- You stop dating. Dating is doing little things to keep the connection and romance alive. This includes going out of your way to make your partner feel really special and desired.
If you relate to any of these in your relationship the cause may be that one or both of you are interacting as an “I” toward an “It” as opposed to an “I” toward a “Thou.”
Connection goes beyond mere understanding; therein lies the difference between knowledge, wisdom and I Thou understanding.
Knowledge is where one possesses information that is acquired either through education or experience. Wisdom is the ability to understand and make good decisions based on experience and knowledge.
“I Thou” understanding is characterized by an understanding that dips below the conscious surface into intuition that is grounded in a deep and curious empathy for the other.
When You Listen, Really Hear
It always starts with listening. Have you ever had a conversation with someone and even though they were nodding and saying “uh-huh” at all the right times, you felt like they weren’t really listening to you? That may be because they were engaging in “I It” hearing. Contrastingly, “I Thou” hearing is listening in a manner that involves relating to the other person and what they are sharing — identifying with their words, involving and associating with their experience and engaging with the unfolding narrative.
When You Look, Really Look
Practice the art of concentration, fascination and curiosity about the person you are engaging with. Imagine that they are the most entrancing being you have ever spoken with and engender insatiable curiosity about who they are, what their needs are, and what they are sharing through either words or body language.
Be Where You Are
Be here now. When you are with someone, really be with them. Set intentional time to spend with your loved one — no screens, no distractions, no kids, just time to be together. This can be for five minutes or one hour. Whatever it is, make sure that it will be an uninterrupted block of time.
Non-verbal communication is powerful, as well. Whether or not you realize it, you are continuously emoting non-verbal cues. Sometimes it’s the way you angle your body toward or away from your partner. Maybe it’s the flicker of an eye roll or the crossing of your arms. Or, perhaps it’s how you lean in and tilt your head in genuine curiosity, the way your brow wrinkles empathetically as your partner tells you about their difficult day or how you laugh from your belly with true amusement when they tell you a funny story.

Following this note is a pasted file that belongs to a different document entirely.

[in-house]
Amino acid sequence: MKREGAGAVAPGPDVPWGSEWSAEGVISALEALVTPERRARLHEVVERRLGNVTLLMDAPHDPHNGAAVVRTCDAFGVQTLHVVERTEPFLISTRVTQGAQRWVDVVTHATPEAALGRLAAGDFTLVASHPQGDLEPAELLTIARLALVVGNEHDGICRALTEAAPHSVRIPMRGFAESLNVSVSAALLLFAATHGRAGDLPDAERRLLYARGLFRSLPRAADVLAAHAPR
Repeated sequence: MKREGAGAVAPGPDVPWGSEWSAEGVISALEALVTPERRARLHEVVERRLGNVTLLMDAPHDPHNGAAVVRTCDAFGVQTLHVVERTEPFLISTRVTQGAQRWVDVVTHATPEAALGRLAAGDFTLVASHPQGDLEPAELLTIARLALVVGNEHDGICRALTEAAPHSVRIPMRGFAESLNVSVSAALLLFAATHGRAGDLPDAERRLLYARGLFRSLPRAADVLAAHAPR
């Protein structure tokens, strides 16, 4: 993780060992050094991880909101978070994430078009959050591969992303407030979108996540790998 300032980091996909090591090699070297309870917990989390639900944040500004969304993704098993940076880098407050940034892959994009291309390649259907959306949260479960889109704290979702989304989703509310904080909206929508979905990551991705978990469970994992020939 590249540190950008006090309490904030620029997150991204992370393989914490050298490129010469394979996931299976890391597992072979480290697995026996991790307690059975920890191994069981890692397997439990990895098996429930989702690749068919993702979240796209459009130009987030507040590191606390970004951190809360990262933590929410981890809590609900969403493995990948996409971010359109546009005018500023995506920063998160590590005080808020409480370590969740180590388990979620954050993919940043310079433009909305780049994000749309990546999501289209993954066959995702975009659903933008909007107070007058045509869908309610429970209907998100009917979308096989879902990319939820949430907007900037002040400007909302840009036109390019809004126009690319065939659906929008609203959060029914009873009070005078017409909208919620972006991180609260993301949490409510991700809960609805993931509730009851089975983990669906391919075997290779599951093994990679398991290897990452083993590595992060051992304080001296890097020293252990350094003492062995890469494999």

Here are several ways to be attentive to and improve your body language skills.
Is your partner crying? Laughing and joyful? Angry and irritable? Consider what tone of voice is most compassionate and relatable for you to use in each of these examples.
Does your partner seem to want you to comfort them, are they leaning toward you, or are they shying away and averting their gaze. Noticing these subtle changes may allow you to behave in a way that is the most comforting to your partner.
Crossing our arms can often give off the feeling that we are standoffish or disinterested. Relaxing your hands in your lap or mirroring the behavior of your partner may foster a deeper sense of relatability.
Sometimes we can inadvertently look angry, bored or have an expression that does not match the given scenario. By engendering a sense of true curiosity about your partner’s experience you will have more space to cultivate authentic expression of connectivity.
Are you looking around the room while your partner is sharing, or are you looking into their eyes? Sometimes eye contact is difficult, but conveying that they are the only focus of attention at the moment they are sharing may compel them to share more and more deeply.
What you are doing with your hands? Are you fidgeting, tapping or otherwise occupying your self? Sometimes people may perceive this as agitation or boredom.
Subtle cues reveal a couple’s appreciation of the other’s values, their experience of unity, how deeply they are tuned into each other’s wants, needs and desires. Practicing these cues with intentionality will not only convey a sense of “I Thou” connectivity to your partner, but it can foster a blossoming sense of deeper appreciation of your partner within yourself.
Dr. Nicole Cain, ND MA is a Naturopathic Doctor. Connect with her here: DrNicoleCain.com. She owns Health For Life Grand Rapids (HealthForLifeGR.com), a group of licensed counselors and doctors who utilize a holistic approach to healing.